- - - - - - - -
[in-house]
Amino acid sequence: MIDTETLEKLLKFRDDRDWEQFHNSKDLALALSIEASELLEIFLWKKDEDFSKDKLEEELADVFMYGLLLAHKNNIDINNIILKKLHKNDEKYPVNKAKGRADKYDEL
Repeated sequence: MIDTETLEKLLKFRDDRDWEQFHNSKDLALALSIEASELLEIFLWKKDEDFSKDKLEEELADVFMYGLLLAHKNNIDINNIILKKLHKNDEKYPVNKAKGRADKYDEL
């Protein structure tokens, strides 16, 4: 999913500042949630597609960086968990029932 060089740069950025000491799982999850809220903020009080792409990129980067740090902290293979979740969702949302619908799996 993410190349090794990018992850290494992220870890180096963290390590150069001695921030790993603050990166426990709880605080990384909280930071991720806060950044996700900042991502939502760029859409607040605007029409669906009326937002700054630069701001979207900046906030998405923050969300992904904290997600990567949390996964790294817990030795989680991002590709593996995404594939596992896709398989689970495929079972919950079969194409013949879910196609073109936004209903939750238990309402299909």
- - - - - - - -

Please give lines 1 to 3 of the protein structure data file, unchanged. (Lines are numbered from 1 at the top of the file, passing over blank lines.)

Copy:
[in-house]
Amino acid sequence: MIDTETLEKLLKFRDDRDWEQFHNSKDLALALSIEASELLEIFLWKKDEDFSKDKLEEELADVFMYGLLLAHKNNIDINNIILKKLHKNDEKYPVNKAKGRADKYDEL
Repeated sequence: MIDTETLEKLLKFRDDRDWEQFHNSKDLALALSIEASELLEIFLWKKDEDFSKDKLEEELADVFMYGLLLAHKNNIDINNIILKKLHKNDEKYPVNKAKGRADKYDEL